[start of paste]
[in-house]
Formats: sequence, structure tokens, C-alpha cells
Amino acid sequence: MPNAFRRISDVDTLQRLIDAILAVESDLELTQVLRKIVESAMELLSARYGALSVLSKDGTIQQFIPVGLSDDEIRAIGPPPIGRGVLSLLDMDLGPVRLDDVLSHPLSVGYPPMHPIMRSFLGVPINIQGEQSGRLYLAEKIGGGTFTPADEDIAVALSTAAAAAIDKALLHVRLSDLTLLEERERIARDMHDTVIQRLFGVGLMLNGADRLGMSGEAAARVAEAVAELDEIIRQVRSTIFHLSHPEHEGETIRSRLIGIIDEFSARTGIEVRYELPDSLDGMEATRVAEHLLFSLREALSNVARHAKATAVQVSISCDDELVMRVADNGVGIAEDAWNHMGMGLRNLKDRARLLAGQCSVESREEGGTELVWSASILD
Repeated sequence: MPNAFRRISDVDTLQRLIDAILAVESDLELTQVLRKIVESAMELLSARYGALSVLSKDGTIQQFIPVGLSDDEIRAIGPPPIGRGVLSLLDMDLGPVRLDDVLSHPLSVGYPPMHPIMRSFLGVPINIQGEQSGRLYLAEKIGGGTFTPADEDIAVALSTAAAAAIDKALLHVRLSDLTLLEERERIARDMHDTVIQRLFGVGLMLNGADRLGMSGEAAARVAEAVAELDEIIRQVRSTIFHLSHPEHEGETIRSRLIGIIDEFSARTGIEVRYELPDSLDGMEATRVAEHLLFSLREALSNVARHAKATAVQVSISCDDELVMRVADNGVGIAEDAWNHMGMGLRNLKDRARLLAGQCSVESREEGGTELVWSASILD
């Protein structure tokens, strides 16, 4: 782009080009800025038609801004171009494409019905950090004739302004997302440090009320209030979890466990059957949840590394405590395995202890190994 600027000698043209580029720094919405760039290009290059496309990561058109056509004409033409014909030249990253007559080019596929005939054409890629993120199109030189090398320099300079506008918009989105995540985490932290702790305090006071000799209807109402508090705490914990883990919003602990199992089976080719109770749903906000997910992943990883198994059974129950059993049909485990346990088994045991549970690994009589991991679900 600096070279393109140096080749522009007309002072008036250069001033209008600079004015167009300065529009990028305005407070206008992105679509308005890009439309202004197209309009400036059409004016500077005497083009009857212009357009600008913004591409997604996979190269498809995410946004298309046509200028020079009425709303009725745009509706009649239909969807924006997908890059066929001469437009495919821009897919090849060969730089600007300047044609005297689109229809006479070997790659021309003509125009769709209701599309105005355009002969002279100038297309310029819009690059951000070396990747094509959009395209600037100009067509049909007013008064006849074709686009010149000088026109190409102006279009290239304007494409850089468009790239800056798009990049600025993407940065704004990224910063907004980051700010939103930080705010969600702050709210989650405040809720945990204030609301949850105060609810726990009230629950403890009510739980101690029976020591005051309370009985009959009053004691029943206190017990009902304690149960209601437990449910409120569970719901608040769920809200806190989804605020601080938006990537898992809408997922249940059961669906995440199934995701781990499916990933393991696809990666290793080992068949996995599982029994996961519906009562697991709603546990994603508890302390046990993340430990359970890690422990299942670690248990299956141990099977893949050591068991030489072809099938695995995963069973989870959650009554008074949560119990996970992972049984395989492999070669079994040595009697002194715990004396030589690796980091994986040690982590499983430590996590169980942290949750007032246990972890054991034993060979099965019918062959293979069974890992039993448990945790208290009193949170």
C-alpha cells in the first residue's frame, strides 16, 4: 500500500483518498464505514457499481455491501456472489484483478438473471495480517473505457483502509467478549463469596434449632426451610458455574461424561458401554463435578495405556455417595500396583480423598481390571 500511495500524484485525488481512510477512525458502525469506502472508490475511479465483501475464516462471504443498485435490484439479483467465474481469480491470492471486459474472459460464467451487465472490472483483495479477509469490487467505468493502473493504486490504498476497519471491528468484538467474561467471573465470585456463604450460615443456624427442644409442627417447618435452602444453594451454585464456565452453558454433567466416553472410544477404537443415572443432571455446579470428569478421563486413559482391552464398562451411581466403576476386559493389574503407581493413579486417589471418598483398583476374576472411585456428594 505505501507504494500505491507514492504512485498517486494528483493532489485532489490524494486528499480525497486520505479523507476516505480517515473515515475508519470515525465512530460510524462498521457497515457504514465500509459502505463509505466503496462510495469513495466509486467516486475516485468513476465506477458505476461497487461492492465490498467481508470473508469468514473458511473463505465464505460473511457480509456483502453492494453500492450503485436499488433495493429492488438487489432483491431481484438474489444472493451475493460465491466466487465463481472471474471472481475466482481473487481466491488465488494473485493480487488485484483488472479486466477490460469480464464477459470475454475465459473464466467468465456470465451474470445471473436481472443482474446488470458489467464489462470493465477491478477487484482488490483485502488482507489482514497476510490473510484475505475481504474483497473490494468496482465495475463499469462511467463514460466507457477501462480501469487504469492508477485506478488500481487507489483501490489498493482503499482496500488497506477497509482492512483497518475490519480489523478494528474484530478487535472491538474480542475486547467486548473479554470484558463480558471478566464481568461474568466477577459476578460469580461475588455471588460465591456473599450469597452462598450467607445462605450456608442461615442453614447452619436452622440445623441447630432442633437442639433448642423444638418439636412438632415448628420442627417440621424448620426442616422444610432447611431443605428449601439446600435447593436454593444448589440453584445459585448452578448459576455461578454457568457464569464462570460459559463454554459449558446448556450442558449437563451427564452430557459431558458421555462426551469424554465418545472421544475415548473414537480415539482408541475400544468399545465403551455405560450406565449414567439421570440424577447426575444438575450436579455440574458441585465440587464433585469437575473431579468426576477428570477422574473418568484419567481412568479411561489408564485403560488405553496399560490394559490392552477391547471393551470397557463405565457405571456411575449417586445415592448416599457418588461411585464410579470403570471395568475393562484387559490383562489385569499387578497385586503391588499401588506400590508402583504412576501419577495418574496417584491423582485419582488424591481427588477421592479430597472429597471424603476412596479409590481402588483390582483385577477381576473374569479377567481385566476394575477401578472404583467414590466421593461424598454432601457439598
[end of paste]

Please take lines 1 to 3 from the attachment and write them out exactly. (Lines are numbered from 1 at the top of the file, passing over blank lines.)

[in-house]
Formats: sequence, structure tokens, C-alpha cells
Amino acid sequence: MPNAFRRISDVDTLQRLIDAILAVESDLELTQVLRKIVESAMELLSARYGALSVLSKDGTIQQFIPVGLSDDEIRAIGPPPIGRGVLSLLDMDLGPVRLDDVLSHPLSVGYPPMHPIMRSFLGVPINIQGEQSGRLYLAEKIGGGTFTPADEDIAVALSTAAAAAIDKALLHVRLSDLTLLEERERIARDMHDTVIQRLFGVGLMLNGADRLGMSGEAAARVAEAVAELDEIIRQVRSTIFHLSHPEHEGETIRSRLIGIIDEFSARTGIEVRYELPDSLDGMEATRVAEHLLFSLREALSNVARHAKATAVQVSISCDDELVMRVADNGVGIAEDAWNHMGMGLRNLKDRARLLAGQCSVESREEGGTELVWSASILD